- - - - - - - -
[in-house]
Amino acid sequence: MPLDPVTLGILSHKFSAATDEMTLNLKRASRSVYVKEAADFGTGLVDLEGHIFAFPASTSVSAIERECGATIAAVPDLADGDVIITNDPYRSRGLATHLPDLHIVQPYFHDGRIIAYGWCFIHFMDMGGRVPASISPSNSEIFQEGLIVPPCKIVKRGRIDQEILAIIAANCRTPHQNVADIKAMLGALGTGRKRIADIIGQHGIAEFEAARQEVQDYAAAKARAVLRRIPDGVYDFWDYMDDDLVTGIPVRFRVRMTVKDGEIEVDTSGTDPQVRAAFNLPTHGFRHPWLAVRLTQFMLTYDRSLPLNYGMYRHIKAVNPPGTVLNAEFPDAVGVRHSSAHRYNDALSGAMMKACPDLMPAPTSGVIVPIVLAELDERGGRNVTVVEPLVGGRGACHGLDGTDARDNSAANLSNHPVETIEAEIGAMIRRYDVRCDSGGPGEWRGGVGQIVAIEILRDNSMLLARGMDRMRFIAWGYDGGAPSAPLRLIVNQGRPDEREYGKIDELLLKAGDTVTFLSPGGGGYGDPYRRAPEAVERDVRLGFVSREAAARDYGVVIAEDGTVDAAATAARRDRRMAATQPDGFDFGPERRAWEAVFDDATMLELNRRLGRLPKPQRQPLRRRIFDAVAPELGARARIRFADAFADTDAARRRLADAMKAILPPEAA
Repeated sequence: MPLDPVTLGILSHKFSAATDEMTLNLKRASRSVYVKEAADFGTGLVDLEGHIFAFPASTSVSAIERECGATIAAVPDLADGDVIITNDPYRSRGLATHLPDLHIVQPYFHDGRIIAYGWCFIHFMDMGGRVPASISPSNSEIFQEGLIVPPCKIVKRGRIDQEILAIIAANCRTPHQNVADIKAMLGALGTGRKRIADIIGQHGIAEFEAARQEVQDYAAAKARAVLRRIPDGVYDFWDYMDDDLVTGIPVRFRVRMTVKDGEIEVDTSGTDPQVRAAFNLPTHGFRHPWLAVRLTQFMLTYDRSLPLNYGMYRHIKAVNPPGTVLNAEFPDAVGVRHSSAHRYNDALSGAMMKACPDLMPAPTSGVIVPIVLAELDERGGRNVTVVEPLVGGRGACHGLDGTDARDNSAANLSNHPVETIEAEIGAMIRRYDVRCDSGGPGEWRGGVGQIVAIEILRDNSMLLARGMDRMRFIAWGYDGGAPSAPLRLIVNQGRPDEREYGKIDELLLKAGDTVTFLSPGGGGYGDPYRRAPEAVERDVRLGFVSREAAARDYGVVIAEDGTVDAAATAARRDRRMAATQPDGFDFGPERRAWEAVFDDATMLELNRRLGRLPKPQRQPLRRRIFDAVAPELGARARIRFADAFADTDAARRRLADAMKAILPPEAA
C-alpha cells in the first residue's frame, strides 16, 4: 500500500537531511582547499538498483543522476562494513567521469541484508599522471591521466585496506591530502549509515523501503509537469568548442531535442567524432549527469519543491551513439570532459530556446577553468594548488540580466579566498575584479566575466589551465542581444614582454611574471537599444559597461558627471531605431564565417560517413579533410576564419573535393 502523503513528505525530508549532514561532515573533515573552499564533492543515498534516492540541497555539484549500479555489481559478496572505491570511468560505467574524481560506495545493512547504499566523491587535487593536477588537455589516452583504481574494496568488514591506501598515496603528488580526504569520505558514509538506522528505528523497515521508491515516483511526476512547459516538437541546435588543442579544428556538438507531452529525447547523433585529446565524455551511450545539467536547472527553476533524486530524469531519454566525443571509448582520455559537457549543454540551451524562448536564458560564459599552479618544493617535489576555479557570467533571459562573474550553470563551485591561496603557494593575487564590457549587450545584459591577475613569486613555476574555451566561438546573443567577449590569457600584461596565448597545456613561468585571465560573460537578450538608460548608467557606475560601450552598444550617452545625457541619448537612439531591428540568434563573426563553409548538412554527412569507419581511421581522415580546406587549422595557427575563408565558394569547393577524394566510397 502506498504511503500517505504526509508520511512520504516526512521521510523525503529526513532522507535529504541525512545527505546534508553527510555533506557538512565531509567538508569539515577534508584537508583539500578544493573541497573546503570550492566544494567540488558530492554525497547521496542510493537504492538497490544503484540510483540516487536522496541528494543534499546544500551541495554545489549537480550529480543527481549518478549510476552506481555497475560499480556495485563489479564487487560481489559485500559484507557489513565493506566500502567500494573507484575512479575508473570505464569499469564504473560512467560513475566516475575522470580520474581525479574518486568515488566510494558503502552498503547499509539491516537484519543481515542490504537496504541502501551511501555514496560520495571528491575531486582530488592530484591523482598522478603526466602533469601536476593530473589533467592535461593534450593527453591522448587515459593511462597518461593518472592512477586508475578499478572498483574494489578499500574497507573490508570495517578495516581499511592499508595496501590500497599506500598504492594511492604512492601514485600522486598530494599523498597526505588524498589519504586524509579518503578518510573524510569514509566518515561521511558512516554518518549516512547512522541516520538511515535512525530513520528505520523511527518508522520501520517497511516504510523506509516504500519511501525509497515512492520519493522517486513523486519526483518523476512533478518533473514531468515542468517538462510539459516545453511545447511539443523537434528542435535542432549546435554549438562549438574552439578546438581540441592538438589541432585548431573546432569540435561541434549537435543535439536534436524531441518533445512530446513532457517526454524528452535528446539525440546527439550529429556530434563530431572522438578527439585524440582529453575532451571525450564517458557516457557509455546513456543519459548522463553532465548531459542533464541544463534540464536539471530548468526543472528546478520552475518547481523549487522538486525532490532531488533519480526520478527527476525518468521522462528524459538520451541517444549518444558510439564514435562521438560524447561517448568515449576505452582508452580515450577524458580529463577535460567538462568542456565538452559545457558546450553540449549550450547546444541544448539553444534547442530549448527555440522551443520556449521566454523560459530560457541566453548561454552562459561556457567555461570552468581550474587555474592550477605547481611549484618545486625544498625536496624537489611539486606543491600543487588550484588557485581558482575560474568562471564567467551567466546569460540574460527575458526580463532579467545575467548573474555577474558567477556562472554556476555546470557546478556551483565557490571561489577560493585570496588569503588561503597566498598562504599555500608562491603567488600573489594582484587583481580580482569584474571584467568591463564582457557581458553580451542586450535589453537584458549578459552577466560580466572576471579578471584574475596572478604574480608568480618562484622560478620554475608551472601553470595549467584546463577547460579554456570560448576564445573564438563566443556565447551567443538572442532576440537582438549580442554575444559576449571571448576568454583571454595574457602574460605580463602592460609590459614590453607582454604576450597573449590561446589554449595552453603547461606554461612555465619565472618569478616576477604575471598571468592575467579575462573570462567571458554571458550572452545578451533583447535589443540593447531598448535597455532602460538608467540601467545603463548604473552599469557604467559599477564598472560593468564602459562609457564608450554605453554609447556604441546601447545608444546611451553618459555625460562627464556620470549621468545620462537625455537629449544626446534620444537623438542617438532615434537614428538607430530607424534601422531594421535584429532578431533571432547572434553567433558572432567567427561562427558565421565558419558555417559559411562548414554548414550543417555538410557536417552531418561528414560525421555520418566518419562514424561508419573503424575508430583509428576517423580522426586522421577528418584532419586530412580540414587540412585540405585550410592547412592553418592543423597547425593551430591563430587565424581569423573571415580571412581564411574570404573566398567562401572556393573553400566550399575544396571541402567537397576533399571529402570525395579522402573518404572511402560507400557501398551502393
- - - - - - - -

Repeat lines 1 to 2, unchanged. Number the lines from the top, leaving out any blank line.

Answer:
[in-house]
Amino acid sequence: MPLDPVTLGILSHKFSAATDEMTLNLKRASRSVYVKEAADFGTGLVDLEGHIFAFPASTSVSAIERECGATIAAVPDLADGDVIITNDPYRSRGLATHLPDLHIVQPYFHDGRIIAYGWCFIHFMDMGGRVPASISPSNSEIFQEGLIVPPCKIVKRGRIDQEILAIIAANCRTPHQNVADIKAMLGALGTGRKRIADIIGQHGIAEFEAARQEVQDYAAAKARAVLRRIPDGVYDFWDYMDDDLVTGIPVRFRVRMTVKDGEIEVDTSGTDPQVRAAFNLPTHGFRHPWLAVRLTQFMLTYDRSLPLNYGMYRHIKAVNPPGTVLNAEFPDAVGVRHSSAHRYNDALSGAMMKACPDLMPAPTSGVIVPIVLAELDERGGRNVTVVEPLVGGRGACHGLDGTDARDNSAANLSNHPVETIEAEIGAMIRRYDVRCDSGGPGEWRGGVGQIVAIEILRDNSMLLARGMDRMRFIAWGYDGGAPSAPLRLIVNQGRPDEREYGKIDELLLKAGDTVTFLSPGGGGYGDPYRRAPEAVERDVRLGFVSREAAARDYGVVIAEDGTVDAAATAARRDRRMAATQPDGFDFGPERRAWEAVFDDATMLELNRRLGRLPKPQRQPLRRRIFDAVAPELGARARIRFADAFADTDAARRRLADAMKAILPPEAA